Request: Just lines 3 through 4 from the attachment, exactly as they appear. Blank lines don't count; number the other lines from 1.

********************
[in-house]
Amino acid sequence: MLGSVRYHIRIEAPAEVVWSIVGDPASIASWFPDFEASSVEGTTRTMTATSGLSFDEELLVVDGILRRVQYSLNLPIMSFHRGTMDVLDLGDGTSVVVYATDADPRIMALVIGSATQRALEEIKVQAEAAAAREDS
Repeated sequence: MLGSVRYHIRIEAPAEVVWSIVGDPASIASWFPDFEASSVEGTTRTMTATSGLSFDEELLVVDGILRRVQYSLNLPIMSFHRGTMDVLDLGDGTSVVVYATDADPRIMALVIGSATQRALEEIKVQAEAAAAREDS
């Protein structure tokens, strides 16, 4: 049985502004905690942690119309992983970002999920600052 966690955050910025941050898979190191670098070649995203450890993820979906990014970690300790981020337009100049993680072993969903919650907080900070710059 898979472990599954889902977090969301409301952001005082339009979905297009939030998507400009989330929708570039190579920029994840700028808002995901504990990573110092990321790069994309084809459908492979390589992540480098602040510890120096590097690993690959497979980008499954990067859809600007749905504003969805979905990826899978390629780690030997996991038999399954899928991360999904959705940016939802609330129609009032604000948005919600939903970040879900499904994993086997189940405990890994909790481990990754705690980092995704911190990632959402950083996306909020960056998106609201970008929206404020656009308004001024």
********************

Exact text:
Repeated sequence: MLGSVRYHIRIEAPAEVVWSIVGDPASIASWFPDFEASSVEGTTRTMTATSGLSFDEELLVVDGILRRVQYSLNLPIMSFHRGTMDVLDLGDGTSVVVYATDADPRIMALVIGSATQRALEEIKVQAEAAAAREDS
């Protein structure tokens, strides 16, 4: 049985502004905690942690119309992983970002999920600052 966690955050910025941050898979190191670098070649995203450890993820979906990014970690300790981020337009100049993680072993969903919650907080900070710059 898979472990599954889902977090969301409301952001005082339009979905297009939030998507400009989330929708570039190579920029994840700028808002995901504990990573110092990321790069994309084809459908492979390589992540480098602040510890120096590097690993690959497979980008499954990067859809600007749905504003969805979905990826899978390629780690030997996991038999399954899928991360999904959705940016939802609330129609009032604000948005919600939903970040879900499904994993086997189940405990890994909790481990990754705690980092995704911190990632959402950083996306909020960056998106609201970008929206404020656009308004001024």